How will you be serving food at your reception? Let us know in the poll below! For more inspiration, check out our menu displays photo gallery.
Photos (clockwise from top): Abbie Rufener Photography; Palm Beach Photography, Inc. (2)
When you’re choosing your menu, you’ll need to consider whether your wedding will be casual or formal. It’s important that the food you serve matches the feel and style of the event. Here are some ideas to get you started:
Casual: Food trucks are all the rage in cities around U.S., so it was only a matter of time before this trend spread to weddings. Instead of serving a plated dinner or buffet, hire a few food trucks to create their specialties and allow guests to casually stroll from truck to truck. If you don’t live in an area with food trucks for hire, ask your caterer to create cocktail stations with fare inspired by the cuisine often served on trucks. We’re thinking Korean bulgogi tacos, lobster rolls, and empanadas.
Formal: Usually, a seated, plated dinner with three or four courses is the norm at a formal wedding reception. However, here’s a new twist – a multi-course tasting menu featuring small composed one or two bite plates. Yes, it’s a little out-of-the-box but it’s a fun idea for Top Chef fans and foodies. This meal style would likely work best for smaller, more intimate wedding receptions.
What type of cuisine are you serving at your reception? Let us know in the comments!
Clockwise from top, left: Photo courtesy of Rochelle Myers Catering; photo courtesy of Pure Kitchen Catering; photo courtesy of The Barbeque Exchange; photo courtesy of Milan Catering & Event Design; catering by Lola’s Cafe and Catering, photo by Uplift Photography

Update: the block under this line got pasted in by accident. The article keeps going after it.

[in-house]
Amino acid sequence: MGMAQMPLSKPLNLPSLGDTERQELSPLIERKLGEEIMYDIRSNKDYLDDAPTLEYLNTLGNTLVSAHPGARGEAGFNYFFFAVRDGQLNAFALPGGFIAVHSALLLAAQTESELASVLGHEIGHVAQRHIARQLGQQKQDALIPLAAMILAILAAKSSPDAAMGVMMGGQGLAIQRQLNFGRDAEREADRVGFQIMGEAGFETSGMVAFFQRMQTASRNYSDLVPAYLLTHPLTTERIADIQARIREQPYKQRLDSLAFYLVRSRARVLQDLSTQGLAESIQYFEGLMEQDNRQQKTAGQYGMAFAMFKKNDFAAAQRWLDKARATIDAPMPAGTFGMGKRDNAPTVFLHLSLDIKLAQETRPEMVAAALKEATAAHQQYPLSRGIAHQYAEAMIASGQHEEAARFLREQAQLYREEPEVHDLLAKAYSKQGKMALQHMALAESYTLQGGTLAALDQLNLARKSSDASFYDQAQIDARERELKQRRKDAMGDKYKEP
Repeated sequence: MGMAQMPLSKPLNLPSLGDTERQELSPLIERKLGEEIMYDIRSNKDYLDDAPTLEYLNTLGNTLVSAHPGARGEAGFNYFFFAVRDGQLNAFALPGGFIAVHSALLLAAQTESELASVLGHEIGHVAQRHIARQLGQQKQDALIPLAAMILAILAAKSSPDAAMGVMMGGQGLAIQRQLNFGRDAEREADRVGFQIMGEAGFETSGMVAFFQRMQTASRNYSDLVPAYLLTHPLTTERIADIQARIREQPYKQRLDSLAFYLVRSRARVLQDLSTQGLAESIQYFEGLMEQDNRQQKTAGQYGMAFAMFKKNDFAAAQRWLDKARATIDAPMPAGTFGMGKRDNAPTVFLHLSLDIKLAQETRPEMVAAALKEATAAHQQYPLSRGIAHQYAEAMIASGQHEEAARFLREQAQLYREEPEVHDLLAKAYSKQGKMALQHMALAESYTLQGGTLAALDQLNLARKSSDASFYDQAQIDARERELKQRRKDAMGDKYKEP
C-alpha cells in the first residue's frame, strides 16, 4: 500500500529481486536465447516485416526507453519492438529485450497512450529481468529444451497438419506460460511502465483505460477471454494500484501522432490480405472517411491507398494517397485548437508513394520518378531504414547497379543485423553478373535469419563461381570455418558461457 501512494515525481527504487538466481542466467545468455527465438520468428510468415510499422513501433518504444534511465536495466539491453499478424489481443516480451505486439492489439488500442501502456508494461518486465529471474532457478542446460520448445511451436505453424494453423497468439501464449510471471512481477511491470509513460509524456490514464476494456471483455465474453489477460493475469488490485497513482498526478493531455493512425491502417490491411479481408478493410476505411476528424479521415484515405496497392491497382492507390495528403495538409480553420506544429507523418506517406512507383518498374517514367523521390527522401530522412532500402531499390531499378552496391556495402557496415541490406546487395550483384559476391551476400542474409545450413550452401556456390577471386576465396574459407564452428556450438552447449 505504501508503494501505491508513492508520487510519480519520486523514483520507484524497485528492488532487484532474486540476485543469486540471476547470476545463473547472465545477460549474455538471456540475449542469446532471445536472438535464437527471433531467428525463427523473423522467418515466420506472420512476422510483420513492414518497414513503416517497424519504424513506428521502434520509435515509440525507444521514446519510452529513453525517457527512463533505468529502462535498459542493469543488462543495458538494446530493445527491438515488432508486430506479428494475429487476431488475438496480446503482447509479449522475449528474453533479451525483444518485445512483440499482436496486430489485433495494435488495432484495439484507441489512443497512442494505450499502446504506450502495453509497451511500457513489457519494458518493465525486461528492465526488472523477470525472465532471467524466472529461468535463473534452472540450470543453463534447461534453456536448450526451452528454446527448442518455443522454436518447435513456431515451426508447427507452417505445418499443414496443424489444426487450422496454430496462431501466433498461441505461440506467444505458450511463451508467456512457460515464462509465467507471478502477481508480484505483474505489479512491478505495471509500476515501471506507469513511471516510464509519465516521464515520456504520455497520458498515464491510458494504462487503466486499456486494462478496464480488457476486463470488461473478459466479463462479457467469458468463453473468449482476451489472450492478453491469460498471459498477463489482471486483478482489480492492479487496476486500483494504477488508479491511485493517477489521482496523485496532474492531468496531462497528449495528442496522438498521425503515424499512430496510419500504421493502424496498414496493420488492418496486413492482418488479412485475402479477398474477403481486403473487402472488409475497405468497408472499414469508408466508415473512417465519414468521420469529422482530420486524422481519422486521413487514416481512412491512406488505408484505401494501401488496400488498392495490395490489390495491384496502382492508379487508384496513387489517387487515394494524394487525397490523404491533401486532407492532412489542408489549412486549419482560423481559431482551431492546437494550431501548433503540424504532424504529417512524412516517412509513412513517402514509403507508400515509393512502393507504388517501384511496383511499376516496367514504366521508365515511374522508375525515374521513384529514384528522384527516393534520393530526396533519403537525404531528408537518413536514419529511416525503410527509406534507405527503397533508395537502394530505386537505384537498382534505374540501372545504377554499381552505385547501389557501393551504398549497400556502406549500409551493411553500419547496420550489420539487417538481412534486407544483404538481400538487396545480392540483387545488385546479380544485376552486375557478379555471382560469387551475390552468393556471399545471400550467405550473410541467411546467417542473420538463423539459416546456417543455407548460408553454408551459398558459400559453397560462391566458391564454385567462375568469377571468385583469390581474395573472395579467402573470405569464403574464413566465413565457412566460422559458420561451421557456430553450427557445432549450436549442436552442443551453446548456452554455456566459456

When sketching out your wedding budget, you can expect to spend about half on your catering and venue. So it’s super-important to find a caterer you’re happy with and select food that you are excited to eat. But it’s not all about how your food tastes (even though that’s a big part of it!) – finding fun, creative, and user-friendly ways to present your meal is essential. This is especially true during cocktail hour, when your guests are trying to balance mingling, drinking, and eating all at once. That’s why we’re fans of these hors d’oeuvres which can be eaten with one hand.
Soup Shooters: Choose your favorite soup, but serve it in a tiny glass for easy sipping. Depending on the season, you can serve hot (chicken consomme with mini matzo balls, anyone?) or cold (tomato gazpacho) varieties.
“One Bites” on a Spoon: If you’ve been watching the new TV show “The Taste,” you probably know that it’s completely possible to create a composed dish with layers of flavor on a small spoon.
Anything on a Stick: From Asian chicken to macaroni and cheese to sushi, many of your favorite hors d’oevures can be put on a stick for easy eating.
Cones: They’re not just for ice cream anymore! Serve tuna tartare, smoked salmon, even barbeque chicken in waffle cones so guests can eat them with just one hand.
Two-in-Ones: Grilled cheese and tomato soup, mini hot dogs and beer – think about items that go well together and stack ‘em!
What hors d’oeuvres are you serving at your wedding? Tell us in the comments!
Quick Tip: Plan that each guest will eat six to eight hors d’oeuvres during cocktail hour – and make sure you have some extras!